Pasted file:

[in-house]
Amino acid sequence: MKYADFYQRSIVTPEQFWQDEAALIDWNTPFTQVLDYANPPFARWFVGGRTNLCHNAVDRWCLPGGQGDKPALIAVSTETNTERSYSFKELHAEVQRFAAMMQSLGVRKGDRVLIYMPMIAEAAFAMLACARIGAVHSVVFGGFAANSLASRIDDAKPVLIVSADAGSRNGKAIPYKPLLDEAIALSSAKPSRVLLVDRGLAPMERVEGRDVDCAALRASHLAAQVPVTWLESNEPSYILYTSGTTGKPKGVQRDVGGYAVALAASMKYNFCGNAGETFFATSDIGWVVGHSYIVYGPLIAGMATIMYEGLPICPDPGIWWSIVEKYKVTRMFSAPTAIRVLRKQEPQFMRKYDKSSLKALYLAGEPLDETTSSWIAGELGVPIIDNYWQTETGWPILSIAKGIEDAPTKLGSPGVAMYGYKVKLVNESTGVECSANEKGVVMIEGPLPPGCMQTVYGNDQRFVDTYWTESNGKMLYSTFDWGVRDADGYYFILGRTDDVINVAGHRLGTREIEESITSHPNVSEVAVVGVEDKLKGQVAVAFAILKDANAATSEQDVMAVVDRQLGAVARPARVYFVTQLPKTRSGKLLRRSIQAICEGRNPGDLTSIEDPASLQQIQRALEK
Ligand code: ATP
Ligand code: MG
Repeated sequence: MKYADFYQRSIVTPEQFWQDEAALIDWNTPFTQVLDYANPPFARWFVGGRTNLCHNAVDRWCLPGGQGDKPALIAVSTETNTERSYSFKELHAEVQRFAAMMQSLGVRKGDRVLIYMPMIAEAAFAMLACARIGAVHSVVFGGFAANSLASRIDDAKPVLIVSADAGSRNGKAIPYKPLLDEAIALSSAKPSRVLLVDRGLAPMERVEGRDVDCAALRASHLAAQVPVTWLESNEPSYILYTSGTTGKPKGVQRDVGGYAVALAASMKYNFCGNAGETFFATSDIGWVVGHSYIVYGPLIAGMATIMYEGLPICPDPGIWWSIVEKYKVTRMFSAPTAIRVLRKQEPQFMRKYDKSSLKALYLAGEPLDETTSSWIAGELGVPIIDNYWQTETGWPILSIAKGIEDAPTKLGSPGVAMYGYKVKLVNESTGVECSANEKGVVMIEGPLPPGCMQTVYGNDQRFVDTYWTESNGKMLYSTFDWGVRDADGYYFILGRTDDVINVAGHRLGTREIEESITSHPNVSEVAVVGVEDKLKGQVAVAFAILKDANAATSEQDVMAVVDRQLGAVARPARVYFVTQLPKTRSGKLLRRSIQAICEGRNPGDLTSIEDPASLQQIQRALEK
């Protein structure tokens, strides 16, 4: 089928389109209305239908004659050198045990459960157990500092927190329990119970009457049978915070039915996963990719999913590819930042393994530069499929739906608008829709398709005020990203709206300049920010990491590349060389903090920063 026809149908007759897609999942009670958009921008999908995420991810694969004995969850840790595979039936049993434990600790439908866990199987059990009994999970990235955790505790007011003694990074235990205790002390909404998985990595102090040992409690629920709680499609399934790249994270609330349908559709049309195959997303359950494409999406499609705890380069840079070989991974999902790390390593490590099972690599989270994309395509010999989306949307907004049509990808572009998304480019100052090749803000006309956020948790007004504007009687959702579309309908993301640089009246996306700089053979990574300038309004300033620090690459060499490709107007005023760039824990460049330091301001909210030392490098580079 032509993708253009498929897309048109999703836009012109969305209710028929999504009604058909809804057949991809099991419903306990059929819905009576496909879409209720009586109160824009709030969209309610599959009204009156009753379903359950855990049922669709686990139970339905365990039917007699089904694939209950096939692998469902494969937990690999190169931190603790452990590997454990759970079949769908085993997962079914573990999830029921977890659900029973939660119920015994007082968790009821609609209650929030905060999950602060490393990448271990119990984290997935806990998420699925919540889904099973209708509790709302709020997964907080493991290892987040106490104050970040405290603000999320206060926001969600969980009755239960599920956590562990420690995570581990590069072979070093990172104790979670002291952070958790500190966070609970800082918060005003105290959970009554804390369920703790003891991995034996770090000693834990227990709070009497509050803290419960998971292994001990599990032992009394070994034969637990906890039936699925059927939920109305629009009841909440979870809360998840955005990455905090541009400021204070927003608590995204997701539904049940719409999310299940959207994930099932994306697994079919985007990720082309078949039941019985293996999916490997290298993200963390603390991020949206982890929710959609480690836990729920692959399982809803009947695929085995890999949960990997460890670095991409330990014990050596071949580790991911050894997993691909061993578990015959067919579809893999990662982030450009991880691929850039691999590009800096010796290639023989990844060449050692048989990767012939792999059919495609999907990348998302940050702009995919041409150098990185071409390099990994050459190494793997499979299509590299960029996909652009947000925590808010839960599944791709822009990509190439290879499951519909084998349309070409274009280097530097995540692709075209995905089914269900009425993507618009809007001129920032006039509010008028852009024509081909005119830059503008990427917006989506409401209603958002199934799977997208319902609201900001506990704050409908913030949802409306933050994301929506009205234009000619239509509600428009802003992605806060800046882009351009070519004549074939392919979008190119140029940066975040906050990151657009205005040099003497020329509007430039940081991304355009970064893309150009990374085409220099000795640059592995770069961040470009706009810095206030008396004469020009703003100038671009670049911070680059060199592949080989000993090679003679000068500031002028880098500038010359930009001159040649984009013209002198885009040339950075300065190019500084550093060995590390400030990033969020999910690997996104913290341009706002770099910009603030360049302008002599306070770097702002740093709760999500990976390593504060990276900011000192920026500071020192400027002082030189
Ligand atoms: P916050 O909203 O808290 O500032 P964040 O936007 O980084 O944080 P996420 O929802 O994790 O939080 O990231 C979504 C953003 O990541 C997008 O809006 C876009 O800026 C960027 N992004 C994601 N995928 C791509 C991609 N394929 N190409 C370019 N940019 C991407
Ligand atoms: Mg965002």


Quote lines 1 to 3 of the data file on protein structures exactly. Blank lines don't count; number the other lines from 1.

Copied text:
[in-house]
Amino acid sequence: MKYADFYQRSIVTPEQFWQDEAALIDWNTPFTQVLDYANPPFARWFVGGRTNLCHNAVDRWCLPGGQGDKPALIAVSTETNTERSYSFKELHAEVQRFAAMMQSLGVRKGDRVLIYMPMIAEAAFAMLACARIGAVHSVVFGGFAANSLASRIDDAKPVLIVSADAGSRNGKAIPYKPLLDEAIALSSAKPSRVLLVDRGLAPMERVEGRDVDCAALRASHLAAQVPVTWLESNEPSYILYTSGTTGKPKGVQRDVGGYAVALAASMKYNFCGNAGETFFATSDIGWVVGHSYIVYGPLIAGMATIMYEGLPICPDPGIWWSIVEKYKVTRMFSAPTAIRVLRKQEPQFMRKYDKSSLKALYLAGEPLDETTSSWIAGELGVPIIDNYWQTETGWPILSIAKGIEDAPTKLGSPGVAMYGYKVKLVNESTGVECSANEKGVVMIEGPLPPGCMQTVYGNDQRFVDTYWTESNGKMLYSTFDWGVRDADGYYFILGRTDDVINVAGHRLGTREIEESITSHPNVSEVAVVGVEDKLKGQVAVAFAILKDANAATSEQDVMAVVDRQLGAVARPARVYFVTQLPKTRSGKLLRRSIQAICEGRNPGDLTSIEDPASLQQIQRALEK
Ligand code: ATP